Fort Lee's Mortuary Affairs students train for 'a very honorable job'
[Editor's note: One of Fort Lee's primary missions is to train soldiers for a variety of military occupations. The Army base offers scores of advanced training for a Military Occupational Speciality or MOS. This is the first in an occasional series that looks at the Military Occupational Speciality training at Fort Lee.]
FORT LEE, Va. — Over 70,000 troops pass through the classrooms of Fort Lee each year to receive training for their Military Occupational Speciality (MOS). Students come from all branches of the military to study at Fort Lee, which makes it the third largest training site in the Army.
Of these 70,000 or more students each year, less than 1 percent choose to train to be mortuary affairs (MA) specialists, making it one of the smallest jobs in the Army and Department of Defense. The 54th and 111th Quartermaster companies of Fort Lee are the only two active mortuary affairs units in the Army.
Sgt. Maj. Danang McKay, who's been with Fort Lee's Joint Mortuary Affairs Center (JMAC) for one year, said between 185 to 200 students train each year to become mortuary affairs specialists. Training for an entry soldier lasts seven weeks and three days and they're in class every day except for the weekends from 8 a.m. to 5 p.m., McKay said.
He has worked as a MA specialist for 19 years and changed jobs early on in his career from satellite communications. "I can't imagine doing anything else," he said.
Mortuary affairs specialists focus on fallen soldiers from their time of death to the time they're returned home, McKay said, and although the task is difficult, "We have a very honorable job."
MA specialists are responsible for the preservation of remains, recovery and shipment of remains and logging and transporting personal effects, which include anything found on the fallen soldier; McKay said this process must be done in "a small window of time."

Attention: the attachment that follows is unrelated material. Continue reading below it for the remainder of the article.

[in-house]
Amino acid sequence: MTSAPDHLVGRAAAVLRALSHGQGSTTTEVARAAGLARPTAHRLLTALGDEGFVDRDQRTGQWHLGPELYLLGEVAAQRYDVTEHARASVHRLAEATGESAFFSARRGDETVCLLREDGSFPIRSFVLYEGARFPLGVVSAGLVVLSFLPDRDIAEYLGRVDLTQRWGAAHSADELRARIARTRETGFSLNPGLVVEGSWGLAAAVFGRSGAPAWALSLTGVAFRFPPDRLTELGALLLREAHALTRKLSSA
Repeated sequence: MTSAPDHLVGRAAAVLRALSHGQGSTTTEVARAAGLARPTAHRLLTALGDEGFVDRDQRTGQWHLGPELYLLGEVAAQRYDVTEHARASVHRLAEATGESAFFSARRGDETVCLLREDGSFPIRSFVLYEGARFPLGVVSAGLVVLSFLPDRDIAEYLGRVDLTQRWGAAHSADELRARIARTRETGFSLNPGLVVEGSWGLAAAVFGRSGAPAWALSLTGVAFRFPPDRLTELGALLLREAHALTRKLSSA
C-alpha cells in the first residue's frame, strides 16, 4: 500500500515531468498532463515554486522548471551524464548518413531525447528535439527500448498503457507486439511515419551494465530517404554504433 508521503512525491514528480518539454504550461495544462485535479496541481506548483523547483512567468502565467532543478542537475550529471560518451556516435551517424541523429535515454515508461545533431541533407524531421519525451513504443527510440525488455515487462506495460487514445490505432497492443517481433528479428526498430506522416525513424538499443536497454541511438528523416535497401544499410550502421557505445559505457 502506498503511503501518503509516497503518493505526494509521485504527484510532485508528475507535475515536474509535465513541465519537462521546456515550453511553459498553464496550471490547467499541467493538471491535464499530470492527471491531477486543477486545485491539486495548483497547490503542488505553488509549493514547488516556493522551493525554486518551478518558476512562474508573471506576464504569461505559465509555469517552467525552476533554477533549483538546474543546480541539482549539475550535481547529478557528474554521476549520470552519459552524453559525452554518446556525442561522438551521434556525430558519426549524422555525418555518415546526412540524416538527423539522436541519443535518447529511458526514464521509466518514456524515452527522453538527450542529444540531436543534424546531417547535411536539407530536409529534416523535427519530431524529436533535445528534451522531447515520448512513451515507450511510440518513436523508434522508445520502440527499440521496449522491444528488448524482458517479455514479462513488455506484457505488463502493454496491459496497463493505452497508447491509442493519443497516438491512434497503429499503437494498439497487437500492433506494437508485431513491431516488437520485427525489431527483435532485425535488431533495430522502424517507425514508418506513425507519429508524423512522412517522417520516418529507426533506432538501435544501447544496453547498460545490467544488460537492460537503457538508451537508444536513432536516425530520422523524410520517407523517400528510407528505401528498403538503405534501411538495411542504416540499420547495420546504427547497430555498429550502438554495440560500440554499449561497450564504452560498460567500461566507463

"When you say it, it seems like it's a simple task, but when you do it, it's a task that's bigger than one's self. It's an honorable task that you do not and you cannot mess up," he said.
He said initially, most students have "a different idea of what our job really is" as some come from families of morticians or funeral home owners.
"... But as they go through training ... then it stops becoming something that I wanted to do as a goal to achieve. It starts becoming what an honor it is to do this and it's the same for me," McKay said.
He said soldiers training to be MA specialists don't need to have a medical background. However, they must have a certain score on an aptitude test to proceed into training for the MOS. He said the Army is working on a credentialing program so soldiers can work in the civilian sector if they choose to do so. Because the MOS is focused on combat and the battlefield, "it's been very challenging to transfer those tasks to a civilian sector."
As of now, soldiers couldn't leave the Army and work as a mortician or forensic scientist with the training they have, McKay said.
"They have the basic knowledge where if they decide to pursue a career in mortuary science, it'll be an easier transition, but it's not a complete transition" from their military job, he said.
However, as part of their training students are taken to the Richmond morgue and Dover Air Force Base to train. McKay said they have trainees from all types of backgrounds, some of which "may have never even seen a dead animal up close," so asking them to suddenly handle human remains is unfair.
"It's unfair to the person and so what we do is we baby step them bit by bit to handling remains prior to them graduating. We'll take them into the Richmond morgue ... all the images, the smells, the sounds that are associated with that, they actually assist the medical examiner in performing the autopsy of those remains," McKay said.
Later on in their training, the students are taken to Dover for a week to assist the medical examiner with remains from the current battlefield. He said this experience is critical to their training, because "that is exactly what they'll be required to do once they graduate and they're deployed to the battlefield."
"Our remains come back from the battlefield in the gear that they were wearing when they passed. To see that for the first time is very difficult if you're on the battlefield, but if you've seen that process from the beginning to the end in training, when you get to your unit and you actually have to do it, it won't come as such a shock," McKay said.